Honey Bees a Sweet Addition to Environmental Curriculum

Honey Bees a Sweet Addition to Environmental Curriculum

A growing number of honey bees at Southeastern Regional has been a tremendous boon to both the local environment as well as students in the Environmental and Biotechnology Department this year.

The school purchased the bees in the spring of 2017 after the department’s teachers developed a beekeeping curriculum.  Since then, students have learned all about beekeeping, including how to don and doff a beekeeper’s suit, and how to inspect the bees’ hives to make sure their colonies are healthy.

Tamea Smith of Brockton, who will be a junior next school year, is one of a select group of students who is focusing on beekeeping in her shop.  She and the other student beekeepers filled out an application and went through a mock interview process to get the job.     Since then, she’s learned all about the bees’ roles and habitat.

“I used to be afraid of bees, but now I feel very comfortable.  I know their house and their habits, and they are used to me.  It’s like a giant family, and they are like my kids,” she said.

Her classmate, Paulo Santos of Brockton, is also specializing in beekeeping at school, and in fact, would like to be a state beekeeping inspector in the future.  He is very impressed with the impact that bees have on the environment, and he would like to help maintain a healthy bee population.

“They are very strong, yet very fragile at the same time, so it is important to check them for diseases and to see how their hives are going.  I know how to check for the queen bee and the babies, and whether the colony has any diseases.  I also check the honey comb’s structure and whether or not the queen has enough food,” he said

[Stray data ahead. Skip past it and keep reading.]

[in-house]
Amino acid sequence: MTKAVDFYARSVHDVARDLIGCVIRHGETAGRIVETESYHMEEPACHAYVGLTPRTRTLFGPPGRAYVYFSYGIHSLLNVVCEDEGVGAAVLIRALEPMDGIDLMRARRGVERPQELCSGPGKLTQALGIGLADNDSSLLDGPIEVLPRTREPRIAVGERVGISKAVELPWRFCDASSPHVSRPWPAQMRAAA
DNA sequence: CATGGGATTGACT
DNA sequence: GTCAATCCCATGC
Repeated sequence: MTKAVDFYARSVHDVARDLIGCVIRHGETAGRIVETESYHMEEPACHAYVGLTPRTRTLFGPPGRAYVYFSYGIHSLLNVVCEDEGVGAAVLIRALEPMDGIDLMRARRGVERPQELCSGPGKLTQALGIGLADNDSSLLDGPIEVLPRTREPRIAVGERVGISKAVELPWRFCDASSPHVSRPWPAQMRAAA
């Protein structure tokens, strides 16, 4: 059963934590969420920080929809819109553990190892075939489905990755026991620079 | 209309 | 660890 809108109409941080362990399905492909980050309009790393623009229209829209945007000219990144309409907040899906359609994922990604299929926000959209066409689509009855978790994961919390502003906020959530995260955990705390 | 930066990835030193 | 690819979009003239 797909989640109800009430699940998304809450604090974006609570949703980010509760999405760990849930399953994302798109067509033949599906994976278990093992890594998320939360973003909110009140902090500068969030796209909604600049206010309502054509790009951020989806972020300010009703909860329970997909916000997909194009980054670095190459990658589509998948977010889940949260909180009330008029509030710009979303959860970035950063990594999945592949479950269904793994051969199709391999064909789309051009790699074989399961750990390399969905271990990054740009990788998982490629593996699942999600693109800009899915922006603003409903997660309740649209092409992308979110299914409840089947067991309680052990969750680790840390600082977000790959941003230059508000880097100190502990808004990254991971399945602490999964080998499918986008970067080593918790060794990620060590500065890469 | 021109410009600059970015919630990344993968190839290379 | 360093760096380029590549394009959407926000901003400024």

Their teacher, Greg Gaudreau, is tending the bees this summer with the help of student volunteers.  He said the bees, which are housed on school grounds next to Hockomock Swamp, are in an ideal spot.

“The Hockomock Swamp is one of the largest conservation areas in southeastern Massachusetts.  It is a fantastic foraging space for the bees, and they in turn help to pollinate the local plants,” he said.

The school originally purchased 60,000 bees, in four colonies, and now the population has increased to five colonies.  The bees live in hives that are primarily made out of wooden boxes, with two different designs – a Top Bar and Langstroth — that were built by students in the Carpentry, Precision Machinery, and Metal Fabrication shops.

This spring, the students introduced two swarm boxes (also built by carpentry students) to their bee yard to help attract another colony of bees.   Soon afterwards, a swarm of wild honey bees started nesting in one of the boxes, and the students then transferred the bees to a permanent hive.

“They’ve started to learn about propagation and management techniques to make more hives,” Mr. Gaudreau said.

Perhaps the sweetest benefit is the honey the bees make, which comes from a mixture of wildflowers and clover.  The students also have harvested the honeycombs, which culinary students served as garnishes in the school restaurant.  Mr. Gaudreau keeps a variety of samples at his shop for the students and staff to sample, and he plans to have even more next school year.

“We’ll hopefully have a big honey harvest in September when the students come back,” he said.

By:  Candace Hall